Although the win was deserved and dominant, one of the stories of the night was Alina Marti's goal at 12:32 of the third period. It marked the first time ever – ever! – in Women's Worlds play that the Swiss had scored against Canada. Their previous eight losses in all-time head-to-head games were all by shutout.
The goal was a pretty one as well. It came off the rush, Laura Zimmerman firing a hard pass from the left boards to Marti in the slot. She wasted no time in taking a quick shot that eluded Ann-Renee Desbiens.
"I think Lena Marie chipped it out to centre," Marti recalled after the game. "I passed it to Laura and she got it to me and I shot and it went in. We didn't talk about scoring before the game. We just talked about wanting to play well, but it's nice that I scored."
"I think we got better each period, which is what we're trying to do," Fillier offered. "We had a ton of o-zone play and had some good habits. Our line changes were good, but I think we settled for play on the outside in the o-zone, and Switzerland clogged up the middle and blocked a lot of shots. I think we need to battle a little bit more to get those dangerous scoring chances."
Nevertheless, Canada outshot the Swiss by a 46-8 score, and only Andrea Braendli's sensational play prevented a blowout. For Canada, Jocelyne Larocque was, well, "la rock" on the blue line, logging a team high 24:09 and letting not so much as a loose hair get by her.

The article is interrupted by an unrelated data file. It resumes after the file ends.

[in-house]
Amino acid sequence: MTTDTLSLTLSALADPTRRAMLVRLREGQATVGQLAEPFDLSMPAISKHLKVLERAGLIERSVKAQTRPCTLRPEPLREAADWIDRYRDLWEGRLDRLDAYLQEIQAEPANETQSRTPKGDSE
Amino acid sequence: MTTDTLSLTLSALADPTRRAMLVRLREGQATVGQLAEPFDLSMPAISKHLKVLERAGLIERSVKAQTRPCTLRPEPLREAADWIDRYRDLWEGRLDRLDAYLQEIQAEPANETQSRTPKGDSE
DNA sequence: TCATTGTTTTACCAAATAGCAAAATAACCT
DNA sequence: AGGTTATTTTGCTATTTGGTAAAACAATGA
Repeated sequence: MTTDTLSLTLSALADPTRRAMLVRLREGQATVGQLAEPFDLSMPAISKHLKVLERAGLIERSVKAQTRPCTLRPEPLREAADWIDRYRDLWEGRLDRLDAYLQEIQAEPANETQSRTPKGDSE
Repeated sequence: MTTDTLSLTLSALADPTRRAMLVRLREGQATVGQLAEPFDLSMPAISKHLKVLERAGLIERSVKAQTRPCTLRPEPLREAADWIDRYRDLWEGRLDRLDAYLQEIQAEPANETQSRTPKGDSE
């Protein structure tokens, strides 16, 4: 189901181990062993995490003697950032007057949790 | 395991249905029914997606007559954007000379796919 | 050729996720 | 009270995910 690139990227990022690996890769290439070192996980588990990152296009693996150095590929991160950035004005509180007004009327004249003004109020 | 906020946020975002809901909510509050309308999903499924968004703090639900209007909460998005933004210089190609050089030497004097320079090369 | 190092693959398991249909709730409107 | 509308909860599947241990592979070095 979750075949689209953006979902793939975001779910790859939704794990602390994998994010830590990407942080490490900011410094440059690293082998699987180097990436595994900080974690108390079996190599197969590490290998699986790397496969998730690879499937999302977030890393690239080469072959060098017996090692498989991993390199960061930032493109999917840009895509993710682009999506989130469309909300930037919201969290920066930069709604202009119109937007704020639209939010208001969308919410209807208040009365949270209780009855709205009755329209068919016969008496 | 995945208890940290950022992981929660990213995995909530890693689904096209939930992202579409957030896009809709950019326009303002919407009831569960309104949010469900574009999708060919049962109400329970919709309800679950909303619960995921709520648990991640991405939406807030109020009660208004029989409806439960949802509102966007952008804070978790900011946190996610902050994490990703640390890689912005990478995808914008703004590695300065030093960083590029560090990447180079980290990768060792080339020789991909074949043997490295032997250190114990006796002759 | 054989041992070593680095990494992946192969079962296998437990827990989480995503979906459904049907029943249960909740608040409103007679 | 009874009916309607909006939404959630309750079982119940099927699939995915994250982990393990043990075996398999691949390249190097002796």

Canada got the only goal of the period after several waves of pressure which stifled the Swiss every time they so much as tried to get the puck out over their own blue line. In the end, the puck came onto Filler’s stick in the high slot, and her shot hit something in front and dropped into the net behind Braendli, also making her second straight start.
"I just made a play to Ella and she was wide open up top," Filler described. "She hit me back, and I got a lucky bounce off a couple of shin pads and in. It's nice to get some puck luck early in the game."
The Canadians nearly got another later in the period when Erin Ambrose hit Sarah Potomak with a brilliant stretch pass, setting Potomak in the clear. But Braendli stood her ground and made the save on the deke.
The second featured even greater domination by Canada, to the tune of a 19-1 shots discrepancy. They doubled their lead at 9:40 off more pressure that forced Lisa Ruedi into a turnover in the corner. The puck rolled onto the stick of Fillier, and she beat Braendli with a hard shot to the short side.
A minute and a half later, Canada struck again off another turnover, this one just inside the Swiss blue line. Blayre Turnbull then fed Emily Clark with a nice pass, and her quick shot also eluded Braendli. The Swiss got their best chance late in the period off a Canadian turnover. The dangerous trio of Alina Muller-Lara Stalder-Noemi Ryhner was on, and Muller dropped the puck to Stalder while Ryhner went to the net. The connecting pass was perfect, but Desbiens was rock solid in making her toughest save of the night (and only one of the period).
Marti's historic marker got the Swiss back into the game, and they thought they had scored soon after on a power play, but the whistle had gone before the puck went in because the referee behind the goal had lost sight of the puck. Turnbull salted the win at 18:46 when her shot on a partial break trickled through Braendli's pads and over the goal line.